Ii Variational Auto-Encoder

Ii-a Linear latent models

Latent variable models offer a mathematically well-founded framework for the extraction of features from data. Sparse coding, Independent component analysis (ICA) and principal component analysis (PCA) are linear variants thereof and can be formulated as solutions to the optimisation of the marginal likelihood of the data . The observations are conditioned on the latent variables , which are subsequently marginalised out:

When the aforementioned methods are cast into this framework, approximations are typically used, such as maximum a posteriori inference for the latent variables in sparse coding.

A drastic limitation of linear latent variable models is the fact that depends only linearly on , e.g. , where is a matrix, a vector offset and i.i.d. noise variables. Arguably, these models are unable to perform nonlinear transformations of the data. In settings where complex sensors (e.g., an array of spherically arranged sensors) or nonlinear relationships between physics and sensor are involved, this is clearly not sufficient. Representing the observations through a non-linear transformation of the latent variables , i.e.  is appealing but challenging. We will review a method for that case in the next section.

Ii-B Stochastic Gradient Variational Bayes

Recently, an efficient method to estimate such nonlinear functions called stochastic gradient variational Bayes (SGVB) has been proposed [8, 9]. In SGVB, the latent variables have to be continuous random variables, and are typically chosen as zero-centred Gaussians with identity covariance matrix.

variational inference (VI) lies at the basis of SGVB. In VI, probability distributions are approximated by finding the closest member of a restricted family of distributions by means of optimisation. It turns out that in the case of latent variable models, a tractable objective function can be found: the variational upper bound on the negative log-likelihood. The derivation can be summarised as follows:

using Jensen’s inequality:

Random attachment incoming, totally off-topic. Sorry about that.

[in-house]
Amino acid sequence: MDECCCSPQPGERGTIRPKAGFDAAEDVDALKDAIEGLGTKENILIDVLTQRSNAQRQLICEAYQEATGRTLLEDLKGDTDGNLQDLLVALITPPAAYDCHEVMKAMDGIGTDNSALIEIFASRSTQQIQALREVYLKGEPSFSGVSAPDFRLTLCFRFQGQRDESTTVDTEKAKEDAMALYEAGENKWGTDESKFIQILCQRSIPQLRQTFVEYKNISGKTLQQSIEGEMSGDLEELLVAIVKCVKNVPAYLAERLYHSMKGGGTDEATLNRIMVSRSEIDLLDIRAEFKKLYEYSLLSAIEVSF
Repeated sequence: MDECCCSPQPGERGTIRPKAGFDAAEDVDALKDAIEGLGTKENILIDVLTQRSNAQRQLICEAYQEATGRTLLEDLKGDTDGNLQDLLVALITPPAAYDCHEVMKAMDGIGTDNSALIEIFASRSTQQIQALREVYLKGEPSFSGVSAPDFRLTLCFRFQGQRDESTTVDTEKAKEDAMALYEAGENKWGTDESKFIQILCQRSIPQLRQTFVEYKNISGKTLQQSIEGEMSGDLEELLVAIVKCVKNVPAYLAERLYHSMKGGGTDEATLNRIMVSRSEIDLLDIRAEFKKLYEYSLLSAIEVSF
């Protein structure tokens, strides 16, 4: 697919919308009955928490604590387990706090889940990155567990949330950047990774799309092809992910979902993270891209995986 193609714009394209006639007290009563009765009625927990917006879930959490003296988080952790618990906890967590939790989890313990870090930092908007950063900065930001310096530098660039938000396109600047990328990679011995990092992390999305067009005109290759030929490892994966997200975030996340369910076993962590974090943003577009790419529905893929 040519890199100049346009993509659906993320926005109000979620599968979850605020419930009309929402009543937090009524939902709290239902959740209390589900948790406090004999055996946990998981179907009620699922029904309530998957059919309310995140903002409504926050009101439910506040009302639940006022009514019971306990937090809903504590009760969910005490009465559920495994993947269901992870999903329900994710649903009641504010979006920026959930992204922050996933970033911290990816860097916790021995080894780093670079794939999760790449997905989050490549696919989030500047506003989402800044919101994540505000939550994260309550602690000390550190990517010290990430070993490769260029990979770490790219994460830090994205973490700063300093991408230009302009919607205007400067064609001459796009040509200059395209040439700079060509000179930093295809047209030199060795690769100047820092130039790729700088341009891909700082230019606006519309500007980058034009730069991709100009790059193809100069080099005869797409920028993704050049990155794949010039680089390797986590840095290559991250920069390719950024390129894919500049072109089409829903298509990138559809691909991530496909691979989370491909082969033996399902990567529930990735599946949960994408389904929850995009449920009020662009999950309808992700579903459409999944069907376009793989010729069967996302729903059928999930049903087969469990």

Herre, is the Kullback-Leibler divergence between two probability densities, and expresses how different they are.

SGVB takes this one step further and implements as a neural network conditioned on the input, i.e., where is a set of weights of the neural network. The neural network with input and weights would generate a mean and standard deviation for modelling as a Gaussian distribution. The likelihood is also implemented as a neural network ; hence the name variational auto-encoder (VAE). The objective loss function then is

Given a solution to this problem, we will obtain an efficient mean to evaluate with a simple forward pass through a neural network. Further, it can be shown that will be close to the true but intractable posterior . SVGB therefore poses a mean to efficiently extract latent variables from observations .

Obtaining a solution can be done by stochastic gradient descent: by sampling from , we can approximate the expectation in the loss. In the case of both and being diagonal Gaussians, the KL-divergence can be evaluated efficiently in closed form.

Iii Setup

Iii-a Tactile Sensors

We used two types of tactile sensors. The BioTac Sensor [10, 11, 12] and the tactile sensor from the iCub robot [13]. The BioTac sensor consists of a soft, liquid-filled silicone membrane over a hard core while the iCub is comparatively stiffer with a soft but very thin coating. Both sensor also differ in the measurement principle with the BioTac measuring the electrical impedance of the liquid and the iCub measuring the capacity of its coating. The BioTac sensor also features sensors measuring the pressure, vibrations and temperature of the liquid but these values were ignored in the following experiments. Further details on the amount and types of sensors can be found in Table: I.

BioTac iCub
# taxels 19 12
measurement principle resistive capacitive
DC Pressure Range 0–100 kPa
DC Temp. Range 0–75
AC Pressure spectrum 10–1040 Hz
AC Temp. spectrum 0.45–22.6 Hz
TABLE I: Sensor comparison
Fig. 1: Sideways cross-section of BioTac [10] [11]
Fig. 2: Sideways cross section of the iCub sensor [13].

Iii-B Test Bed

For verifying our unsupervised learning methods we performed several experiments with different stimuli and recorded the tactile data. These stimuli include force, shore hardness, surface angles and curvatures. They were chosen such that they represent important information which are relevant for grip and manipulation. To verify the representation in the latent space learned by the neural networks, we also recorded ground truth during our data set measurement. These ground-truth data are not used in the neural network training process.

For measuring accurate and repeatable datasets, a small 3-DoF robot with an additional linear actor was set up to fit our needs.

Fig. 3: Robot setup with gimbal axis for dataset recording (a) End effector of robot touching sample inside gimbal platform. (b) Gimbal platform in detail.